True Names and Labels

True Names and Labels
Photo by Lisa Baker / Unsplash

Epistemic Status: Thinking out loud.

This is a time full of the best sort of uncertainty. Reality is a lot more of a general mish-mash than it is a meaningful set of divided concepts. There are places where the lines between realities blur, and then thinly dissolve.

Changing roles is part of this. We can choose to define our own existence in a million different ways. The old tales have truth in them when they say that there is power in a true name.

By naming a thing, we assign a role to it. Naming someone "Leader" makes them become more of a leader. Naming someone "Prophet" makes them prophesy.

There is a sense in which naming is an act of recognition. "Messiah," "Christ," "Dalai Lama," and "Son of Horus" are calling out (alleged) preexisting attributes.

But for those who are in the more common role of not being labeled as having preexisting attributes, a different role is in play for names. They are not labeling innate attributes. Rather, they are setting expectations. This is interesting because you are signalling that you are carving reality in a particular way, to reify an aspect of yourself, or another person.

Most people are not single-purpose monoliths. But there is a power law drop-off for the complexity that people perceive you with. A lover or a close friend could write pages about how you are different from human society as a whole.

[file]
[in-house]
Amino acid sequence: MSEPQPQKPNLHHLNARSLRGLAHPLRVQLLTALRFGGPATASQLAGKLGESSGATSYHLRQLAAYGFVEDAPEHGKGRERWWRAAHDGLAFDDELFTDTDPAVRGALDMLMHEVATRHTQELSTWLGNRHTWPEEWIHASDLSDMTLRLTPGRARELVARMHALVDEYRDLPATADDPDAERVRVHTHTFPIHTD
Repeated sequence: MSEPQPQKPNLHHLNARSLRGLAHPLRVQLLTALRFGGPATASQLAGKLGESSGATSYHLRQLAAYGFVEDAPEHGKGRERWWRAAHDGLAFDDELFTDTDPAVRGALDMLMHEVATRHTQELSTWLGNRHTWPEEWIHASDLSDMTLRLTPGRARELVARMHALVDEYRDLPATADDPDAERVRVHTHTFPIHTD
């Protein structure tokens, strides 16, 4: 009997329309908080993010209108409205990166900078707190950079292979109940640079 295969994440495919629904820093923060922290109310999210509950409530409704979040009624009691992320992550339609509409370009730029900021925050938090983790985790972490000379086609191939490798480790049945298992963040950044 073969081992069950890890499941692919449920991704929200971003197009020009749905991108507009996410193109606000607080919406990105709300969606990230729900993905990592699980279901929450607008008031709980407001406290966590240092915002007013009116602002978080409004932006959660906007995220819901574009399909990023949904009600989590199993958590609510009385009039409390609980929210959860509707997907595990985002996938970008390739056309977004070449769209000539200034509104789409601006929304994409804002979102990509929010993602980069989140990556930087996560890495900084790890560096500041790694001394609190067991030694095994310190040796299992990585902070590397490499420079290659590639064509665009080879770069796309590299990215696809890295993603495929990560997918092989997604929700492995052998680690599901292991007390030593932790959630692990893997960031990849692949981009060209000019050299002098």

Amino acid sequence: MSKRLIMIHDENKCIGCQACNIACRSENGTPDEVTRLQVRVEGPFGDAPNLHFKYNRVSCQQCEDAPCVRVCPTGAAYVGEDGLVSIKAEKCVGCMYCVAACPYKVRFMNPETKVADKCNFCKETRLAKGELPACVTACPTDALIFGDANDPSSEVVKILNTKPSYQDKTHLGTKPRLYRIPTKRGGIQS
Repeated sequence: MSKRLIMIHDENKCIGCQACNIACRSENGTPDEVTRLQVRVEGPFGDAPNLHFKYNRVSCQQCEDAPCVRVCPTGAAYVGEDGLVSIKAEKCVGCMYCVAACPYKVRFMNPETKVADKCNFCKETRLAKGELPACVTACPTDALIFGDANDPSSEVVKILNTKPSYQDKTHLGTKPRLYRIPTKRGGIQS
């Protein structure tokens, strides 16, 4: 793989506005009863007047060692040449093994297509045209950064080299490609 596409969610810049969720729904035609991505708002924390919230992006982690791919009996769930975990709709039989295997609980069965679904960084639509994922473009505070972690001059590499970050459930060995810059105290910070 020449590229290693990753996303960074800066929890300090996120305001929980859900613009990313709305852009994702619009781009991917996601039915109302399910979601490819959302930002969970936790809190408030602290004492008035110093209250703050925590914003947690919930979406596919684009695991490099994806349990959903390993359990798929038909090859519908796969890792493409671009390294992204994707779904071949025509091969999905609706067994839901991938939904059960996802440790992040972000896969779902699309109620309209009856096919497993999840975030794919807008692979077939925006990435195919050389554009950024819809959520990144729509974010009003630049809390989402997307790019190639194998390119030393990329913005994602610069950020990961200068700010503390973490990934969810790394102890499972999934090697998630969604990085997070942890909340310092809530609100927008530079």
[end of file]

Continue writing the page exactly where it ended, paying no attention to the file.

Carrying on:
A colleague could write paragraphs. A relative stranger could write a handful of words. By naming yourself to them ("King," "Artist," "Engineer", "Preacher"), you are not directly changing your reality. However, you are changing their subjective reality, and the interface that they use when interacting with you.

Labels are everything for shallow relationships. For deep ones, they are mostly irrelevant.

The interior of who you are hasn't changed if you use a different label. You can be a surgeon in one context, and an emo band member in another. But it's important to recognize that simply by choosing to label yourself in one way or another, your behaviour in that context changes. In a similar way, changing your label changes the behaviour of those around you. People who won't hesitate to weave profanities into their speech alongside someone with the label of "Actor" might hesitate to use a well-placed "fuck" around someone they only know as the label of "Pastor."

It may be more helpful to view this on a different pair of axes.

In this view of looking at things, the more important a label is to someone's mental model of you, the more it changes their behaviour around you.

If this was interesting to you, let me know. This concept is still mulling in my head, and I'll probably change it up a bit and refine it as time goes on.

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